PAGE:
Congratulations and high fives were shared between us all as we headed downhill to the bear.  As I approached him I saw his gray face, split ears and large paws; the sure sign of an old bear.

black, bear, montana, wild, spring, hunting, nikon, sitka, vortex, optics

black, bear, hunting, montana, montana wild, spring

I was overcome with excitement to have killed such a big mature boar as my first bear and it was a surreal moment kneeling beside an old warrior of a bear who had seen many hunters in his time.

black bear, hunting, montana, wild, sitka gear, spring, 2013

black, bear, hunting, montana, wild, spring, big, monster

black, bear, hunting, claw, montana, wild, spring

I punched my tag and we raced to get as many pictures as we could before dark.  Soon we were all working away to get the bear skinned and quartered.

bear, black, montana, skinning, quartering, sitka, blood, knives

Before we knew it the Mystery Ranch was loaded down with meat and hide and we were headed to camp.  The 3/4 of a mile back uphill to camp was grueling.  It’s a lot of work in the backcountry and the four of us all teamed up to pump enough water for 4 meals and gather wood for a fire.  The moon was out and it was all laughs around the campfire.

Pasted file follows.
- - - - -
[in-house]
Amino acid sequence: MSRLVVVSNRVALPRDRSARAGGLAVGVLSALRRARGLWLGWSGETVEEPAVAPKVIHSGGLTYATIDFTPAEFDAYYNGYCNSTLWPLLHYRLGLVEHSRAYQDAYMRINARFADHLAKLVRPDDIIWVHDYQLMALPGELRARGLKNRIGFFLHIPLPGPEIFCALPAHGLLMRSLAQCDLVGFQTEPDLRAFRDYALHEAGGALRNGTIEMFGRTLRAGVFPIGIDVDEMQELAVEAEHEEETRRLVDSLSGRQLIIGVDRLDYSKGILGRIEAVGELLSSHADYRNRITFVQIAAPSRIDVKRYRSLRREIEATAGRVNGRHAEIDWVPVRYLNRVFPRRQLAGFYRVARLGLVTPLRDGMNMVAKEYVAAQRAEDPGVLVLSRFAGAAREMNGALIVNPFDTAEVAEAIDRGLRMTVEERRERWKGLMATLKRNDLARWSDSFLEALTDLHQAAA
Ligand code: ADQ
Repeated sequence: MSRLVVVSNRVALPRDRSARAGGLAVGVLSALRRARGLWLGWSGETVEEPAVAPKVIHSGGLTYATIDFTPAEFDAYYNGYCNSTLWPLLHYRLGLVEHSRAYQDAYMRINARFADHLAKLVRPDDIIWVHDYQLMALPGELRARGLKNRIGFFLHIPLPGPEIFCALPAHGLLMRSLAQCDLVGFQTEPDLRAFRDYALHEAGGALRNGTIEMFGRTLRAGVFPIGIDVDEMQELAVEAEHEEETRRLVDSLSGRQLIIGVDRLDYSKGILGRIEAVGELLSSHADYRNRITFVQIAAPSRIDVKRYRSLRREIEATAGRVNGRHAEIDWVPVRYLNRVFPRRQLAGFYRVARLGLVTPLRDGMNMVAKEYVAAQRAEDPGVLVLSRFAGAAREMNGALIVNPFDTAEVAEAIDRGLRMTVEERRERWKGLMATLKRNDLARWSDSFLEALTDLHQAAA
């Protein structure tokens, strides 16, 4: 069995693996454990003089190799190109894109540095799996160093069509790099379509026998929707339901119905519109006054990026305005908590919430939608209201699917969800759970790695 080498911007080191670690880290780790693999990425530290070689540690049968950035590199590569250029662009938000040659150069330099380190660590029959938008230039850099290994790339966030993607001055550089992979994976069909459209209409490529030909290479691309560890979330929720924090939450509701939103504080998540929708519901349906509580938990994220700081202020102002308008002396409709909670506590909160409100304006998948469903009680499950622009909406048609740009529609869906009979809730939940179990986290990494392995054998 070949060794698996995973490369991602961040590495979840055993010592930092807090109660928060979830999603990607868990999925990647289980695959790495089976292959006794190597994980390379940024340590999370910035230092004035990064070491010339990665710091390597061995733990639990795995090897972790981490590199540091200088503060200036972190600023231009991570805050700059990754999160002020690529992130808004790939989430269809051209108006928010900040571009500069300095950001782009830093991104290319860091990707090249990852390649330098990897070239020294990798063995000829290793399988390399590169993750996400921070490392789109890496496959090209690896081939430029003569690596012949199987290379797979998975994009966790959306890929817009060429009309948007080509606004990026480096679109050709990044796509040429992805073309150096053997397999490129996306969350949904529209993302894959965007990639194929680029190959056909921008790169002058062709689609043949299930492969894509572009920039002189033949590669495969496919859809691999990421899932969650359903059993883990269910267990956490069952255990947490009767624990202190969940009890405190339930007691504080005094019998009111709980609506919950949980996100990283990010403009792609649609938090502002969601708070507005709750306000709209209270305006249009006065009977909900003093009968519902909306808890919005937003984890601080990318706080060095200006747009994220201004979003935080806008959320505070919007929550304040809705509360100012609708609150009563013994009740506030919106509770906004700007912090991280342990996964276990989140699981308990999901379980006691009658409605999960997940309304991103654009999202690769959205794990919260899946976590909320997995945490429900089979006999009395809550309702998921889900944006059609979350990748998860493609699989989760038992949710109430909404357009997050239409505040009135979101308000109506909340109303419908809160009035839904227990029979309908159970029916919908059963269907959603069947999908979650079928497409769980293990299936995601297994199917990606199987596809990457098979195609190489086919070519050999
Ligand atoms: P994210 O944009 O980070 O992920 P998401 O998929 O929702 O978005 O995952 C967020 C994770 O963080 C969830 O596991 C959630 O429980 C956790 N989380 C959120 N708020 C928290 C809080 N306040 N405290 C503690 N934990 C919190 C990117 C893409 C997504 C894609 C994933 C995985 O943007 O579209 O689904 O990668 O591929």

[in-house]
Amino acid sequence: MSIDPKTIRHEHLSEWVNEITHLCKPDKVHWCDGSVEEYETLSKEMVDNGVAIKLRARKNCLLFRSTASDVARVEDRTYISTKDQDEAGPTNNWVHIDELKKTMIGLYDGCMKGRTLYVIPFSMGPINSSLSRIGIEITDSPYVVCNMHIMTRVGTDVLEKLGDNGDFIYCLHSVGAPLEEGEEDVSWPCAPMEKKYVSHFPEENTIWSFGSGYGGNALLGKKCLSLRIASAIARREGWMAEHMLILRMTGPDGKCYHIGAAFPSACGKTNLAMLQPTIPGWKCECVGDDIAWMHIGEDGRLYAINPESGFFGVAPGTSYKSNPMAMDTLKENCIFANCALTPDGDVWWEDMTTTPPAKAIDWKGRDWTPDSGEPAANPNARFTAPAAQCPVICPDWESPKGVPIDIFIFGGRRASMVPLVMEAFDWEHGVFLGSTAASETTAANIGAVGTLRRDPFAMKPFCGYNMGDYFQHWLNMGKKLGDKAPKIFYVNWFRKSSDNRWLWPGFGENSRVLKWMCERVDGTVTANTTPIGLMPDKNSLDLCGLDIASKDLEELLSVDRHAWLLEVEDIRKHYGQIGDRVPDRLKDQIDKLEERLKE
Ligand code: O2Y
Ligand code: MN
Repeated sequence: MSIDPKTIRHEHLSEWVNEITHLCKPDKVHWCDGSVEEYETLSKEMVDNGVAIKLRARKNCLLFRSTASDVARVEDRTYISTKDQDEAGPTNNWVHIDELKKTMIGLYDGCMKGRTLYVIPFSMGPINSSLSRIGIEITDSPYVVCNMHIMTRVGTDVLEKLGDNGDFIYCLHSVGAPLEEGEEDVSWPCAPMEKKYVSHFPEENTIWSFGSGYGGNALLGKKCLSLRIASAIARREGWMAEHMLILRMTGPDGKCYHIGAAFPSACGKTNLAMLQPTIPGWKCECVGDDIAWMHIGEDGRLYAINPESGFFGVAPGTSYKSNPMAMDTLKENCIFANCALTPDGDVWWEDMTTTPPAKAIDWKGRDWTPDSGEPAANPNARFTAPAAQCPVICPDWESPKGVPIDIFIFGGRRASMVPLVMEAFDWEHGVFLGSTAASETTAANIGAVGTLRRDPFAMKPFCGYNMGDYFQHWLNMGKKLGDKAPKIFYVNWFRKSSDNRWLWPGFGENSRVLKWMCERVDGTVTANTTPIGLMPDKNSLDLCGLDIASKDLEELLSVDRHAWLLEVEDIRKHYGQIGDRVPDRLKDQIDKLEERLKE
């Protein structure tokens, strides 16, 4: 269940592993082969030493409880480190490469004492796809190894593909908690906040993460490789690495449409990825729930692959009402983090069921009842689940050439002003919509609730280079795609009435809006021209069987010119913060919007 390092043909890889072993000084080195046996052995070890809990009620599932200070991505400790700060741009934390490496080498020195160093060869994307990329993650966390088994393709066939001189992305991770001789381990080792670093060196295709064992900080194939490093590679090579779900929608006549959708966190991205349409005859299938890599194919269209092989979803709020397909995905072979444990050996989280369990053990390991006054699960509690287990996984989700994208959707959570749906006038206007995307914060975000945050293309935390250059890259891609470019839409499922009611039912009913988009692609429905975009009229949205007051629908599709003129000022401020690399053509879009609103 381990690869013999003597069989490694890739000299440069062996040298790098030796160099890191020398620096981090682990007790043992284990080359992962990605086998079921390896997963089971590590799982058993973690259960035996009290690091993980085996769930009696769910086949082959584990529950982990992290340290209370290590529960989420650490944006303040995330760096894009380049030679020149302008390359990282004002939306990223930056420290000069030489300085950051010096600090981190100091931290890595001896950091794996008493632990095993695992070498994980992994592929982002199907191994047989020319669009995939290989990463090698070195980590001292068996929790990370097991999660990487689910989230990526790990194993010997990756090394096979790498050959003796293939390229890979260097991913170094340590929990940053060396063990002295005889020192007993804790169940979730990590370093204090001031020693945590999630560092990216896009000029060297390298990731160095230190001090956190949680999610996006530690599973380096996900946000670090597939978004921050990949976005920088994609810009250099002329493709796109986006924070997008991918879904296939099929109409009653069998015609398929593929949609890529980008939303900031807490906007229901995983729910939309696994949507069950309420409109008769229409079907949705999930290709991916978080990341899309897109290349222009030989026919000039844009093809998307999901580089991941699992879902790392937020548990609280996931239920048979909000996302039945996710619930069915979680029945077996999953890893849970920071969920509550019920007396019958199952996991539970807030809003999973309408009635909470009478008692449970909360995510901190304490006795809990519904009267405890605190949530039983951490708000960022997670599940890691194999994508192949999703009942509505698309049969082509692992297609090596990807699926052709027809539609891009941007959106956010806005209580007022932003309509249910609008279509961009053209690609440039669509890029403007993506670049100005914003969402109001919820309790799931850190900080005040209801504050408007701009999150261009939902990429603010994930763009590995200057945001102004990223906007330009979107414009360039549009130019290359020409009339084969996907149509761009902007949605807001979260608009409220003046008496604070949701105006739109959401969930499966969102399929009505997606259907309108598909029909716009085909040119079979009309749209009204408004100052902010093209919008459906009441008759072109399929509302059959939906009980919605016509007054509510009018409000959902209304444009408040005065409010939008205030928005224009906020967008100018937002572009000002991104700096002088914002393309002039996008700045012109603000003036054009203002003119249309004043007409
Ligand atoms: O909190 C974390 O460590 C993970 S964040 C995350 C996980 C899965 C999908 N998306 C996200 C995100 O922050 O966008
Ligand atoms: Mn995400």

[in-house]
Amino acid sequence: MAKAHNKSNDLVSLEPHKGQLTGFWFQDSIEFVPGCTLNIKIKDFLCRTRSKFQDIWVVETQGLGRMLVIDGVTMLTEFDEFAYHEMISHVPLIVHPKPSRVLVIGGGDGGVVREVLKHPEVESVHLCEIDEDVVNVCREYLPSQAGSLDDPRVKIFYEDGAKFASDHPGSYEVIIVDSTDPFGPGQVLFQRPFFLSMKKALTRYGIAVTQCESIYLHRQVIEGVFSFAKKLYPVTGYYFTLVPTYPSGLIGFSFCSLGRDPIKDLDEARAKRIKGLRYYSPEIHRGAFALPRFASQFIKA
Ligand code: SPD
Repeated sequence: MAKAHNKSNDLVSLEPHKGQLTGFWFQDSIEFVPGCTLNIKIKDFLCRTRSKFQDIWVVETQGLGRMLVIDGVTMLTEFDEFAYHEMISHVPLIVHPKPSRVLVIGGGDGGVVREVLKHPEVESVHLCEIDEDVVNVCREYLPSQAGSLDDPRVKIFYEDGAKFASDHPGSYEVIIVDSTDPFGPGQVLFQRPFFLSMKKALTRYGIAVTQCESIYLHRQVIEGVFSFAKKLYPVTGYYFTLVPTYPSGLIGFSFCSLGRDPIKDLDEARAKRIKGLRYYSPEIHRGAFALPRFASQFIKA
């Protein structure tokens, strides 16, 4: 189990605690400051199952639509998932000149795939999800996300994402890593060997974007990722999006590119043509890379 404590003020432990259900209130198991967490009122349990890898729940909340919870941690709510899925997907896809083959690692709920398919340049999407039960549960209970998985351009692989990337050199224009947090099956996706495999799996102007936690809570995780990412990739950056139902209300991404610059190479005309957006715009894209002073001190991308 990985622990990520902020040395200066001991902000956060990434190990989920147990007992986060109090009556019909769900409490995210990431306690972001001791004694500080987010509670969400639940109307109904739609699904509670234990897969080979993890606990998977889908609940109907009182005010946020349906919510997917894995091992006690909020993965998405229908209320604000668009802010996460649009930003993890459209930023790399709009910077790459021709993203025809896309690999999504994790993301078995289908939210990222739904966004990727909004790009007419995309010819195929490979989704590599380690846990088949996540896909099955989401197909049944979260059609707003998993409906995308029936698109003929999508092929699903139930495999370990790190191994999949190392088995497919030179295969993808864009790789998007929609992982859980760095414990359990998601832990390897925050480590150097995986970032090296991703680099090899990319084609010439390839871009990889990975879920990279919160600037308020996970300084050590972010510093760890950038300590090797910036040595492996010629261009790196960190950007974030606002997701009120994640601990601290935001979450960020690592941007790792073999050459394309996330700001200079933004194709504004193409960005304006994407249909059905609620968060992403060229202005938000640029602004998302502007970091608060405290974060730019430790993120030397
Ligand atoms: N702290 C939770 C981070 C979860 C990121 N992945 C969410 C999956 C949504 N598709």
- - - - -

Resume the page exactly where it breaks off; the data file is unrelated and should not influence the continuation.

camp, fire, montana, hunting, bear, spring, 2013

Needless to say a warm fire and some freeze dried food put us to bed quickly.  The next morning we were up and heading down the hill with our packs heavier than the trip up.  Though the weight of the bear was a burden on my shoulders I couldn’t help but smile knowing I had killed my first bear with good friends in the backcountry.

bear, hunting, mystery ranch, backpacks, spring, montana wild

Finally we rolled around the last Forest Service gate and quickly dumped our packs and took a well deserved rest.  We unloaded the meat and threw it in the YETI.  The end of an amazing hunt was here and it had only been one day!

bear, hunting, YETI, Coolers, montana, wild, spring, 2013, ford, tundra 50

I can’t thank Zack, Travis and Brandon enough! I wouldn’t have been able to do it without them.  The next week will be spent finishing school and then we will be back in the mountains searching for a bear in hopes of sneaking close enough to let an arrow loose.